In this connection, the authors' work overlaps with Rebecca Herzig's fascinating book, Suffering for Science(2006), which they do not cite. Herzig shows just how extraordinary was the suffering to which 19th-century scientists subjected themselves in the pursuit of knowledge. X-ray pioneers who willingly surrendered their limbs to the rays knowing that they risked injury, and polar explorers who ventured to their deaths in the Arctic, for example, displayed the extremes of heroic self-sacrifice that the ideal seemed to demand. Only by resolutely suppressing the scientist's self, it was thought, could knowledge be freed from all taint of subjectivity and rendered purely objective.
It is not really surprising that such a strenuous notion of epistemic virtue should have been too much for many to live up to. By the end of the 19th century, mechanical objectivity was being called into question as it began to appear that the traits of individual observers and experimenters could not be entirely excluded from their scientific findings. One response was the resort to what Daston and Galison call "structural objectivity," the trend in mathematics, physics and philosophy to exclude images and ordinary language entirely from scientific discourse. If the laws of physics or arithmetic could be reduced to the form of relations within a purely logical structure, then perhaps science could conquer individual subjectivity. Such, at least, was the hope of Henri Poincaré, Gottlob Frege, Rudolf Carnap and others. An alternative response was to make a new epistemic virtue from necessity, recognizing the impossibility of pure mechanical objectivity and formulating a new ideal that the authors call "trained judgment."
In the 20th century, it came to be accepted that personal traits will always influence scientific observation but that they can nonetheless be cultivated to yield reliable knowledge. The training of laboratory personnel to interpret particle tracks on cloud-chamber photographs or lines on stellar spectra acknowledges that individual judgment is inescapable in science. For the same reason, hand drawing is favored over photography for certain tasks, such as diagramming brain lesions or mapping the Moon's surface. These skills require that investigators cultivate individual traits (in this case, their powers of observation and drawing ability) as a component of their expertise, rather than suppressing their individuality to strive after absolute objectivity.
Daston and Galison's survey traces the history of the epistemic virtues that have left a legacy in our current muddled notions of objectivity. At the end, they look forward briefly to the development of the fields of virtual reality and nanotechnology, in which we can expect new notions of the character of scientific knowledge and its moral dimension to arise. But their primary focus is historical, in a book that is both remarkably ambitious and strategically limited in its scope.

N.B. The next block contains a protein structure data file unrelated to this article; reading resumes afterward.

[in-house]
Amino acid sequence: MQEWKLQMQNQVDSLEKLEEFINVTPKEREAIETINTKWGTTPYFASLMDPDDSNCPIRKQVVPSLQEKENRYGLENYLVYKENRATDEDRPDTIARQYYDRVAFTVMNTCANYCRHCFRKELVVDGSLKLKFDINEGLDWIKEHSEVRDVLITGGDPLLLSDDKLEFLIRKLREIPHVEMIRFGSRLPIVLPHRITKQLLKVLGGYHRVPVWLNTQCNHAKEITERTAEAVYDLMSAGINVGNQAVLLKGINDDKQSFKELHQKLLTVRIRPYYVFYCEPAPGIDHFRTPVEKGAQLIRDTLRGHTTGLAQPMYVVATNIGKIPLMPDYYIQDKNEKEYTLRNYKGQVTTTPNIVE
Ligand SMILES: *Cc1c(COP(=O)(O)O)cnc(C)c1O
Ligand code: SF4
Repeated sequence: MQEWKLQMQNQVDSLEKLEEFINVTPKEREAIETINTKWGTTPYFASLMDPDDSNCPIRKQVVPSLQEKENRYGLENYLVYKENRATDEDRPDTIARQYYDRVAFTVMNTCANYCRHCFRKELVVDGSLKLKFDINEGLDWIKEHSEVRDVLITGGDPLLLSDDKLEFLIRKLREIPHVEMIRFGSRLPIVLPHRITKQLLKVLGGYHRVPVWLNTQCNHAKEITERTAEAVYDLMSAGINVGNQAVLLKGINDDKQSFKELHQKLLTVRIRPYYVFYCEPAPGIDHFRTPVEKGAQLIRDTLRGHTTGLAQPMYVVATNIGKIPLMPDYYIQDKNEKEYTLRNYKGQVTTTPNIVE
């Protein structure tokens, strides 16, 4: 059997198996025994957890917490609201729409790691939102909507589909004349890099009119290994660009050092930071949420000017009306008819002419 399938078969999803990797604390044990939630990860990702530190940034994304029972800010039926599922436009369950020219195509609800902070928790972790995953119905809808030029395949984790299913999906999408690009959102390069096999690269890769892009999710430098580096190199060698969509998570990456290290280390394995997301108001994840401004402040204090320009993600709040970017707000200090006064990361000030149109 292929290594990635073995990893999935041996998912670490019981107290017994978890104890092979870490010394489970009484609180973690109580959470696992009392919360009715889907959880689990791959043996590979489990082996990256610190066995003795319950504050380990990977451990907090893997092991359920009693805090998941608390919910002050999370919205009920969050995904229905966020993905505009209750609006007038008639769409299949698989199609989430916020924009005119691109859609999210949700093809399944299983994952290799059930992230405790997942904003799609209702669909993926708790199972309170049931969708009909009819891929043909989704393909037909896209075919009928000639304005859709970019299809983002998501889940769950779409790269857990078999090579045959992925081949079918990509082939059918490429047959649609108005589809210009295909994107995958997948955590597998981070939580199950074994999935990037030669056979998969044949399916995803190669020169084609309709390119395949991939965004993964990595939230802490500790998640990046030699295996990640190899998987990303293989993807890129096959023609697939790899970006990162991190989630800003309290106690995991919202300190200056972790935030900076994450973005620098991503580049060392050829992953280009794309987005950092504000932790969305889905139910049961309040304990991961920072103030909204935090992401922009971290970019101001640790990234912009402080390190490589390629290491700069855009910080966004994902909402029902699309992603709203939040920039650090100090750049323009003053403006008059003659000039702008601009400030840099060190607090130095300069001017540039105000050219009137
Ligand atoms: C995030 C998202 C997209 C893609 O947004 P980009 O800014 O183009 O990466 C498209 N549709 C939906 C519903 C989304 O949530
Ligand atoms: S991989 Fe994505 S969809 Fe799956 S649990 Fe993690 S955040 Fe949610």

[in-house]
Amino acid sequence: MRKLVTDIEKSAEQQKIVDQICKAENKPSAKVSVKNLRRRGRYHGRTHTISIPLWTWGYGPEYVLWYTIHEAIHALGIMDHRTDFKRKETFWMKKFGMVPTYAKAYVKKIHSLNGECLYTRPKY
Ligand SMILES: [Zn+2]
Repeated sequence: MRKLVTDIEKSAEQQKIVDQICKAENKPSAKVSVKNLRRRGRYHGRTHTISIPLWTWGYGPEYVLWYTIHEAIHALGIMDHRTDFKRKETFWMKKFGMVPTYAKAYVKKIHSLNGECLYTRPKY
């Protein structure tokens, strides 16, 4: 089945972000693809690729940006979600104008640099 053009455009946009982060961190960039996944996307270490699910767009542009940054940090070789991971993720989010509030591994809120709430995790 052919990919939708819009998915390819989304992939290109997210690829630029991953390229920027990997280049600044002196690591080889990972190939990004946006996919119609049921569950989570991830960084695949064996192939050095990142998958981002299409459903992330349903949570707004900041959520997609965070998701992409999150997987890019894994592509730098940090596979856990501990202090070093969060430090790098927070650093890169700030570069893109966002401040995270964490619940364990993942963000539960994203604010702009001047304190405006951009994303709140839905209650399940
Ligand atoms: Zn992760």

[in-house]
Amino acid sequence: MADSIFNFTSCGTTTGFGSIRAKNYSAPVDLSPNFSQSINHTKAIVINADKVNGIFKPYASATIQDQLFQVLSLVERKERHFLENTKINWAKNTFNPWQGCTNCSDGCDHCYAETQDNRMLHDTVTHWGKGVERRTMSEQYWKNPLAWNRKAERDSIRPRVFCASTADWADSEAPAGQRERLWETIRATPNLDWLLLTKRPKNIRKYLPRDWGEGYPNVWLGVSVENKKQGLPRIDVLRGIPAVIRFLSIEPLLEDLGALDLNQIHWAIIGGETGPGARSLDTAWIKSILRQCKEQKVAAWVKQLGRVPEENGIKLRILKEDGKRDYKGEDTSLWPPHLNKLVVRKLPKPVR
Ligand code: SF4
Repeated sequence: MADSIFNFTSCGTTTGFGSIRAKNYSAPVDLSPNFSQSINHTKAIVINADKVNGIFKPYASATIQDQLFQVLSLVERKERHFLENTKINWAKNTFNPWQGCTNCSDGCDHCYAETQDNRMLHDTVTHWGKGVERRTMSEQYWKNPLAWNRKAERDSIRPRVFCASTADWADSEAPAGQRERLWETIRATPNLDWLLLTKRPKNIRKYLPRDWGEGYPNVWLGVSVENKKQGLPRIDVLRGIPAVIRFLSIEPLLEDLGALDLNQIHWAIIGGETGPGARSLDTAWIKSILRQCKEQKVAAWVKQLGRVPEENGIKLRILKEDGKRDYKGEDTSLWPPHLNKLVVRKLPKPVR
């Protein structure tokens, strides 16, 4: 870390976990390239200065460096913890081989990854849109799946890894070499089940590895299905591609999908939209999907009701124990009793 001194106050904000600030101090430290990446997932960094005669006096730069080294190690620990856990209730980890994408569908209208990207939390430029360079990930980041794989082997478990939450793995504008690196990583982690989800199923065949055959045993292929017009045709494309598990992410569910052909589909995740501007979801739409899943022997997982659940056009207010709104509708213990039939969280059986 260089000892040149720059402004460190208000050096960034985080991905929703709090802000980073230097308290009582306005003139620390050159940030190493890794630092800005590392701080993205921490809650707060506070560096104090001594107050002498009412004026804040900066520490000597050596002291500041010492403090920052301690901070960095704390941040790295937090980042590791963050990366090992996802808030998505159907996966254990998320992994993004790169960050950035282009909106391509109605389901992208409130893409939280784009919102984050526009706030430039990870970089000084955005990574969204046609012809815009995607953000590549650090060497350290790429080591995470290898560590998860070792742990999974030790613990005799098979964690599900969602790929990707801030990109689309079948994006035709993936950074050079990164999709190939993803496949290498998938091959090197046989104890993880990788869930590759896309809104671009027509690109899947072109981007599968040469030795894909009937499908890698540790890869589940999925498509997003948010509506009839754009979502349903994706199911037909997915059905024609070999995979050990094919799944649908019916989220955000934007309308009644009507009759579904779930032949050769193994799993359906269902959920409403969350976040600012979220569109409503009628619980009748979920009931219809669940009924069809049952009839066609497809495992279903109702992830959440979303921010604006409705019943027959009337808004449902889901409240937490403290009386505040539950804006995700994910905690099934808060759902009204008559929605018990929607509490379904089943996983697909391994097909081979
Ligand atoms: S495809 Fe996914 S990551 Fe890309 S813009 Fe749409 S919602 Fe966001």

The authors have an astonishing command of the historical record of the sciences in several nations and periods. They move with facility between profound philosophical analysis and detailed accounts of the practices of many scientific disciplines. They give lucid accounts of the philosophical subtleties of Immanuel Kant and Foucault and of the meticulous technical work in such fields as neurophysiology and astronomy. Their aim is nothing less than to bring to light some of the fundamental structures of scientific knowledge over the past few centuries.
Still, Daston and Galison acknowledge that they have not been able to tell the whole history even of one epistemic virtue. Objectivity is not the only such virtue, and approaching it through the study of scientific images is not the only possible way. In the 20th century, social scientists and quantum physicists as well as philosophers have debated the topic of objectivity. Practitioners of the physical and social sciences have argued vigorously about whether they have achieved an objective understanding of the things they are studying. They have sought objectivity by methods very different from the creation of visual images -- for example, by statistical analysis. Methods for analyzing quantitative data offer an alternative path to the goal of objectivity, one that historians have shown was just as important as the use of images.
Daston and Galison's book will take its place among the most distinguished histories of the making of scientific knowledge. In recent years, scholars have been uncovering the historical roots of many of the elements conventionally seen as part of the scientific method: facts, experiments, proof, evidence, quantitative reasoning and so on. Daston and Galison advance these inquiries a good deal, especially because their conception of these methodological precepts as "virtues" links issues of practice to those concerning the identity of the practitioner. As they show in connection with objectivity, particular epistemic virtues demand a particular kind of scientific "self." When factual claims are evaluated, the persona of the scientist is as much at stake as the procedures that were followed. And the cultivation of the self -- the formation of the scientific identity -- is as much a part of the history of science as the development of methods or the growth of the knowledge they produce. Daston and Galison have provided an outstanding model of a history that attends both to scientific methods and to scientists' self-cultivation.
Jan Golinski is professor of history and humanities at the University of New Hampshire, where he currently serves as chair of the Department of History. His books include Making Natural Knowledge: Constructivism and the History of Science (second edition, 2005) and British Weather and the Climate of Enlightenment (2007), both published by the University of Chicago Press.
Books mentioned in this post